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I have a class which needs to be a singleton. It implemented using a static member pointer:

class MySinglton
    static MySinglton& instance() { ... }
    static MySinglton* m_inst;

This class is compiled into a .lib which is used in multiple dlls in the same application. The problem is that each dll sees a different m_inst. since it is compiled and linked separatly.

What is simple way to solve this problem?

Separating the .lib to its own dll is not an option. it must be a .lib.

share|improve this question
Don't compile into a .lib. Compile it into a dll. Then all the other dll's will use the same instance. – Loki Astari Dec 10 '09 at 16:28
Shouldn't instance be a static as well – rerun Dec 10 '09 at 20:02
Yes, thanks, fixed – shoosh Dec 10 '09 at 20:06
up vote 0 down vote accepted

A solution could be transferring the instantiation to the application, and the DLLs will get reference to it during initialization. It may not be as elegant as you'd like, but it would do it.

Need to know what's the REAL problem behind your question. The answer may not be in the form you expect it. ;)

share|improve this answer
... It doesn't get any more REAL than this. two dlls, one lib, two instances. – shoosh Dec 10 '09 at 12:14
hmm... "If the mountain does not go to Mohammad, let Mohammad go the mountain." ;) I'm sorry. – Denes Tarjan Dec 11 '09 at 10:47

One way solving the problem is that creating a shared memory, and creating the object in the shared memory. The two modules still have two copies of the pointers, but they point to the same location i.e. same instance of an object.

share|improve this answer
-1, read the question again. The dlls are mapped into the same address space. – avakar Dec 10 '09 at 11:31
@avakar, how does that matter? Using named shared memory is just a way of commutation even in the same program. – leiz Dec 10 '09 at 19:15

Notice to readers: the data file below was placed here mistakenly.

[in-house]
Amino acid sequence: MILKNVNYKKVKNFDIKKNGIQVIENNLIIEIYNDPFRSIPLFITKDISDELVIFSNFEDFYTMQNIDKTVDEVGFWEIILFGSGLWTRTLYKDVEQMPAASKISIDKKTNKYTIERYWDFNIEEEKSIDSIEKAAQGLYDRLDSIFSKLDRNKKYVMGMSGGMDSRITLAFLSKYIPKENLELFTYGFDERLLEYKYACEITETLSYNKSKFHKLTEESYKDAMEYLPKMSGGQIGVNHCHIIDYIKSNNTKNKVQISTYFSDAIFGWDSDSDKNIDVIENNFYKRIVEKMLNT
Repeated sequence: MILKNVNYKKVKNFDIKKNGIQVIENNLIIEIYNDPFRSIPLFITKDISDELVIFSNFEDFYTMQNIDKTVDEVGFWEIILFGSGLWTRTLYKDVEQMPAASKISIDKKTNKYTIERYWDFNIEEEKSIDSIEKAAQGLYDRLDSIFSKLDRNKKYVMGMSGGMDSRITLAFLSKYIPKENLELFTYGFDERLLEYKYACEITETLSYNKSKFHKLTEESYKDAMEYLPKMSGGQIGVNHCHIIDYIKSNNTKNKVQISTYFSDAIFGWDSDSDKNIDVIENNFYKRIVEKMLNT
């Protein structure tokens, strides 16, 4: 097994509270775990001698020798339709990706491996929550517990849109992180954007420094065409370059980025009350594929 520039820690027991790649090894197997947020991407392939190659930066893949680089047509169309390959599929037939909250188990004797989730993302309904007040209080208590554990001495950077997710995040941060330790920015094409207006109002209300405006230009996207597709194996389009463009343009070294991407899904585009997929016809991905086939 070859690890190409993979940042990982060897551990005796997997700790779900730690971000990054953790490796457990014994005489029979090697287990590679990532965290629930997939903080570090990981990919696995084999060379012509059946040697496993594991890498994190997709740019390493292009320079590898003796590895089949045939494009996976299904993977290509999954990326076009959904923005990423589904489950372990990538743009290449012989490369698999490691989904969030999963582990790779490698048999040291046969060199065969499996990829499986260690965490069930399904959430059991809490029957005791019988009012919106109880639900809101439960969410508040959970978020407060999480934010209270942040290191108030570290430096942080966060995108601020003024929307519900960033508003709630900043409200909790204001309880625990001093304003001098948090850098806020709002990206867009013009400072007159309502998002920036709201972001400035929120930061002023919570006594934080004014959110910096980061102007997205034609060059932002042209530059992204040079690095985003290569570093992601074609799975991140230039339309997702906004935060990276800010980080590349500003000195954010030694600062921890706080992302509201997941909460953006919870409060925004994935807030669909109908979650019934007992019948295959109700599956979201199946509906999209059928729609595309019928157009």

My bad, I see your point now and have removed the down-vote. I had to make a minor edit so that SO would allow the vote change. – avakar Dec 11 '09 at 22:26

I don't know if you consider this simple, but you'll need to allocate a "master instance" (on the heap, say) and then let all your MySingleton instances refer to the "master instance".

share|improve this answer
Yes, but how are all of the instances going to know about this master instance? – shoosh Dec 10 '09 at 10:29
As Denes Tarjan pointed out, the "master instance" could be communicated to all instances by the application during initialization – S.C. Madsen Dec 18 '09 at 12:43

C++ has no built-in mechanism for sharing variables in the way you seem to want. The only solution is to pass the single instance as a function parameter, using a pointer or reference.

share|improve this answer

I would use the shared memory mechanism provided by your os, MapViewOfFile or shmem. This might go:

class MySinglton
        static MySinglton& instance() {
            static MySinglton* m_inst = get_shared();
            return *m_inst;
        static MySinglton * get_shared()
            //1. Try to open shared memory, handle = OpenFileMapping.
            //2. If successful, return MapViewOfFile(handle).
            //3. Else, allocate enough space using CreateFileMapping, sizeof(MySingleton).
            //4. Initialise MapViewOfFile(handle), return MapViewOfFile(handle).

        void Initialise()
            // Stuff you would normally do in operator new here.

share|improve this answer

Not sure if it's the best way to do it... but I'll do it like that :
Build your singleton in a DLL itself, then add external methods:
- to init it
- to retrieve it.

share|improve this answer
"Separating the .lib to its own dll is not an option. it must be a .lib." – shoosh Dec 10 '09 at 10:34
Each instance of the DLL will get its own copy of the variable, which is not what it seems he wahts. – anon Dec 10 '09 at 10:35
Actually, you can share data throught a DLL : – Tryum Dec 10 '09 at 11:00
That technique has LOTS of issues. Particularly, managing the lifetime of the shared object becomes almost impossible. – anon Dec 10 '09 at 11:12

There is no simple solution to your problem. Questions: If there is no solution shoosh what are you going to do? Abandon the project? Or re-structure it so the 'must be a .lib' constraint is removed? If this problem concerns a commercial project what are you going to say to the project manager, stakeholders, etc?

share|improve this answer
I'm going to tell them I'm using shared memory to make sure all of the instances have the same pointer... which is not as simple a solution as I hoped. What's up with the attitude? – shoosh Dec 10 '09 at 15:15
Just professional curiosity about the context of the problem, how it came to be and asking what-if questions. I am sure that other C++ developers are asking these and other questions in their minds. I apologise if you have taken offence; none was intended. – Sam Dec 10 '09 at 23:13

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